5:24p – Downtown Auckland – The wind is magnificent and bandies cooly about in the moist air. Even though the hour is busy as everyone leaves work, the atmosphere is subdued, as if we’re all muffled into calmness by the breeze. I’m meeting Jono for a drink, and then we’ll hang out in Mount Eden. (Editor’s note: we went to see the top of Mount Eden and could see all of Auckland and Rangitoto Island from there).

(3 March 2016)

8:51a – Auckland, Mount Eden – Mornings are one of my favorite parts of travel. We each have our AM routines, resplendent in their variation and monotony, and a ‘good morning’ is one where the coffee is hot, the air is cool, and we awake with just the right amount of time to appreciate each part.
Traveling takes that routine and adds new flair to every aspect that is familiar. The coffee is from a different French press. The birds and bugs – vibrating awake to rise with a surprising staccato as the shadows slide down unfamiliar boughs, roofs, and walls – have different pitches and calls than at home. There’s still bedsheets and showers, and yogurt for breakfast, but its sweet flecks of date, cacao, and chia twist the first hours’ regularity in such a nice, tasty way, eaten from a tiny, unanticipated spoon beneath the lid.
. . . I am someone who loves awaking early to the charms of a slow morning. And a slow morning somewhere new is the most incredible drowsy hour to savor the delightful unexpectedness of a new place. 

2p – Tyler Street, Downtown Auckland, with lemon, sesame, and poppyseed gelato – From: Malborough Street, all the way up and down Great North to Karangahape Road, to: all the way down Quay and back, past the jaunty yachts and park, down Te Wero Bridge where everyone mingled in the sun over oysters. I walked for hours and started to get hangry, but – too hot for anything to seem appetizing – I kept on, grouchier with every step. Finally, I picked a place purely on name and was utterly relieved to rest at a cafe with an open-air window in the shade. And that is how I find myself sitting near the bottom of the world (sipping watermelon soda and scarfing fresh fennel salad with shaved zukes, cukes, radish, chive, and summer tomatoes in a creamy dressing), warm and content, even though its winter in my bones and my heart thinks on Farmer Roy, who taught me to love fennel in the first place, and who is . . . 6,000? miles away.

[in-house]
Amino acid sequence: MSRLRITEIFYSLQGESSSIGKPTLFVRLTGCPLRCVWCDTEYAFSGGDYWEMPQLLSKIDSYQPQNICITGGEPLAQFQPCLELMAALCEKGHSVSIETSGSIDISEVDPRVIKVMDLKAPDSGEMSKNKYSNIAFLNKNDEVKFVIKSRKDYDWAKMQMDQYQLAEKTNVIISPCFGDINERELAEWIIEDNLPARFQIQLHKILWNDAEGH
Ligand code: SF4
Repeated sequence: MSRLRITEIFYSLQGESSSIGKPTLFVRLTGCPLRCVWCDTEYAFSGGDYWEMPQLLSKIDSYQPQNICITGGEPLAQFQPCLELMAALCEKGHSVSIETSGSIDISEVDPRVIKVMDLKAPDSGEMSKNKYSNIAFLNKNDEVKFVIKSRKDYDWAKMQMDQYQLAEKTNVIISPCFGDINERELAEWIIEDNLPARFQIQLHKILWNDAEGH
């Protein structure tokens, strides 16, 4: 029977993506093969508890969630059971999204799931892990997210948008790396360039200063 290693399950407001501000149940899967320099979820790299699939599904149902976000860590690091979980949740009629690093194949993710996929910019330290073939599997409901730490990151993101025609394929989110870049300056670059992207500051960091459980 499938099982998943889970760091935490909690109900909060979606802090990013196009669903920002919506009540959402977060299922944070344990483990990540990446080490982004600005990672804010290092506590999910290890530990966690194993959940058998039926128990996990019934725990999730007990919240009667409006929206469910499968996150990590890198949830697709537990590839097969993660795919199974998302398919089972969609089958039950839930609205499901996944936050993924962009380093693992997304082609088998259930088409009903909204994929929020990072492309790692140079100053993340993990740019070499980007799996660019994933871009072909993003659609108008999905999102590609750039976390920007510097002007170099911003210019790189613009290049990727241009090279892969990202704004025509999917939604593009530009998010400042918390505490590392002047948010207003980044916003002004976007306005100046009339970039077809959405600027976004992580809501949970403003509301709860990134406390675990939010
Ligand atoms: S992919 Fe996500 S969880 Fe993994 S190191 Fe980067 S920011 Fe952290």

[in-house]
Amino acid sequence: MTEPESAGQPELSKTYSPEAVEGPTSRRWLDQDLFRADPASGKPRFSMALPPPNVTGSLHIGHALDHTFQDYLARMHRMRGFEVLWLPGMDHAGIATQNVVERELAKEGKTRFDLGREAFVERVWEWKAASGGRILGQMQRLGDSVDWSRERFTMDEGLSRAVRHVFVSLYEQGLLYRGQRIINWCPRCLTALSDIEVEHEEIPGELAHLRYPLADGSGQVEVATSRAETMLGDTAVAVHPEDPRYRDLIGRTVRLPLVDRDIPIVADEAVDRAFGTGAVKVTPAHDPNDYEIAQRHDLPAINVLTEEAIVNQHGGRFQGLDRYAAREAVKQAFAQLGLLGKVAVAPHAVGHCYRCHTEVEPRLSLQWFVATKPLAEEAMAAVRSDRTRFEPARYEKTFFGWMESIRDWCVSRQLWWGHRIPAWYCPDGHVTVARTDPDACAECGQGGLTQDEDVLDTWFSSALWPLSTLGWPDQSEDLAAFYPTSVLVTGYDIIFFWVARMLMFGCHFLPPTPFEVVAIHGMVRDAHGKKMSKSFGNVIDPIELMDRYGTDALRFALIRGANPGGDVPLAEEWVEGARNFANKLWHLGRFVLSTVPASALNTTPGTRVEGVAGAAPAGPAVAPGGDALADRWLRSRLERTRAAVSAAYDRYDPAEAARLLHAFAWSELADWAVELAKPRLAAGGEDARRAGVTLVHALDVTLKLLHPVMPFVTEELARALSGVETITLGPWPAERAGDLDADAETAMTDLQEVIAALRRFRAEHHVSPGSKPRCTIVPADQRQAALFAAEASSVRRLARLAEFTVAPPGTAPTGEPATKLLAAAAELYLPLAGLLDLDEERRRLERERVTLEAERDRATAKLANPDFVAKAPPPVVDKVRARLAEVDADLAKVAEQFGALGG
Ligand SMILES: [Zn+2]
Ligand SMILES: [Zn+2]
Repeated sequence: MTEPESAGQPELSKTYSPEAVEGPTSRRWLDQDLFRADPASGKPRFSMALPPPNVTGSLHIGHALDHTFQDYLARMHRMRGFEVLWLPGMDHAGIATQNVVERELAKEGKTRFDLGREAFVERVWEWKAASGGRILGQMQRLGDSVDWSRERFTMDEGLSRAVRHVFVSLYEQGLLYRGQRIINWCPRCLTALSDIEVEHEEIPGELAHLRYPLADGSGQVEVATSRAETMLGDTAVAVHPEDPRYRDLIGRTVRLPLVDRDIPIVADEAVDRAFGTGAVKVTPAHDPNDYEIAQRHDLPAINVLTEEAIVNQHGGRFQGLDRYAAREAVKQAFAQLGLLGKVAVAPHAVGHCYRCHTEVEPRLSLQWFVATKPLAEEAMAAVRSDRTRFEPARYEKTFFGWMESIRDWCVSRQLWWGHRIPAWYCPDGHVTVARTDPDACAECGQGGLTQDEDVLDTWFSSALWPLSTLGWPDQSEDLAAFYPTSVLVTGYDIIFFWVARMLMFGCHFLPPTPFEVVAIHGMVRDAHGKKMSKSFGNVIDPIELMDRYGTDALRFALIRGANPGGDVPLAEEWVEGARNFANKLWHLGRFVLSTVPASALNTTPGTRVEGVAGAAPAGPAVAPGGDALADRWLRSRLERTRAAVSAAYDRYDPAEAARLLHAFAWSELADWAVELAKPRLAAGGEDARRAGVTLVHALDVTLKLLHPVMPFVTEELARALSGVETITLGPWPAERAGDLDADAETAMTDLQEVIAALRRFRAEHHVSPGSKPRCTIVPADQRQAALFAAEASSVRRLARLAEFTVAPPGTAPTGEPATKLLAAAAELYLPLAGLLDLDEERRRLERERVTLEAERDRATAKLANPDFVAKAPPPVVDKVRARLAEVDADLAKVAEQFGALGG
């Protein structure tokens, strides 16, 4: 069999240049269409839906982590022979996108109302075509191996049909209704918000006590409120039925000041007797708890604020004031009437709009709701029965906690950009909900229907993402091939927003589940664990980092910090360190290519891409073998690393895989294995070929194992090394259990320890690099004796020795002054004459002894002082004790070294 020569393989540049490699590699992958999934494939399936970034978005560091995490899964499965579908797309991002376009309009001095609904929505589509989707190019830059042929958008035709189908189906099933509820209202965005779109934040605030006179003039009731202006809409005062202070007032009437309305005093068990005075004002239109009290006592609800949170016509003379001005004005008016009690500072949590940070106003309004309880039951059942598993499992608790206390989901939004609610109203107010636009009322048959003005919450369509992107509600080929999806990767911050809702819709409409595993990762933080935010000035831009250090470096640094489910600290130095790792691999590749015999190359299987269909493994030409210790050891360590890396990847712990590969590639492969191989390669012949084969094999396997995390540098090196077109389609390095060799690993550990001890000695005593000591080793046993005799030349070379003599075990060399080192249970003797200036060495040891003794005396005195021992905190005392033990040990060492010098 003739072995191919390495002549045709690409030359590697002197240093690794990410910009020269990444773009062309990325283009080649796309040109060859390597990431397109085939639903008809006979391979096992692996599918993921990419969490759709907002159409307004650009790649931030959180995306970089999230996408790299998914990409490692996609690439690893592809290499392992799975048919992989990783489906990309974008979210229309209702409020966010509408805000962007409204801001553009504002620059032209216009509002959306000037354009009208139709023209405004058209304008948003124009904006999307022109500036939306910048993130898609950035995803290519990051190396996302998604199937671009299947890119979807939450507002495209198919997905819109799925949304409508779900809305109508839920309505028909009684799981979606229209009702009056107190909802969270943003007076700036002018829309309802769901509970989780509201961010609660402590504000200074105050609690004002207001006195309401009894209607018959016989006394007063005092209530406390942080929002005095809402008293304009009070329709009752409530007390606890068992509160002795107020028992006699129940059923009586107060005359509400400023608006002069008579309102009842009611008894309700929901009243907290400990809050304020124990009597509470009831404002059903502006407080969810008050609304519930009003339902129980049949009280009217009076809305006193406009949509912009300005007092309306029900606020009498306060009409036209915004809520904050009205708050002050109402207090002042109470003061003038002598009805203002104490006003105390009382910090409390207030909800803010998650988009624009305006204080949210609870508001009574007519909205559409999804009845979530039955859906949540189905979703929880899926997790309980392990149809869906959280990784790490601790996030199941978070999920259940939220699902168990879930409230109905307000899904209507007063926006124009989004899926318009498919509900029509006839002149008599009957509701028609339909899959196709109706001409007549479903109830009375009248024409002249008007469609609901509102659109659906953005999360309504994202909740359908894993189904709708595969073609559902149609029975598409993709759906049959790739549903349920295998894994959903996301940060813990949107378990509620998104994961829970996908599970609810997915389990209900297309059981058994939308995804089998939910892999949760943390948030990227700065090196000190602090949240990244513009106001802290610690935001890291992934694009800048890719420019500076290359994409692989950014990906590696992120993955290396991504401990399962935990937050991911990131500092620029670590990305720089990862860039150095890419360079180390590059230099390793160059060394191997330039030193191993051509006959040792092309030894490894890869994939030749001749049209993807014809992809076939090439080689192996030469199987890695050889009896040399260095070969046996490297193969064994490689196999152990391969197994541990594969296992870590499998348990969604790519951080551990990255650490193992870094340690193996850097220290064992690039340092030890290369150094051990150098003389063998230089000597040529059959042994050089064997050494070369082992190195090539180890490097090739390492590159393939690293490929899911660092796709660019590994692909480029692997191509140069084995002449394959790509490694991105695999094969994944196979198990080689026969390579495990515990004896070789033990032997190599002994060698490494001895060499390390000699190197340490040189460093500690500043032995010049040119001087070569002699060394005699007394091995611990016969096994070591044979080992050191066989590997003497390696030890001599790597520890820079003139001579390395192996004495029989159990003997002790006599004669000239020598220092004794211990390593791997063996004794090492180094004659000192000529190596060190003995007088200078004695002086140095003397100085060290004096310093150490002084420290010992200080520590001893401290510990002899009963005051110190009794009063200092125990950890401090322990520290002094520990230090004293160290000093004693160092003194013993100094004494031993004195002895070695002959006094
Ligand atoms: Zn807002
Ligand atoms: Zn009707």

Solo travel is peaceful and invigorating in a strange way, especially for someone so people-intent, like me.

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. . . My inclination to document and photograph is as all-consuming as it is excessive. Strap in, my loves, there are many, many, many New Zealand posts to come.

– SAW

Cabo San Lucas, Part II

. . . Part I.

Every year, I am more grateful for this hectic life I lead and astounded by the perplexing luck I manage in surrounding myself with so many beautiful souls and so many new sights around this incredibly lovely world.

Be well, my pets. Go out and see things with your eyes! Keep good people at your side.

Love, SAW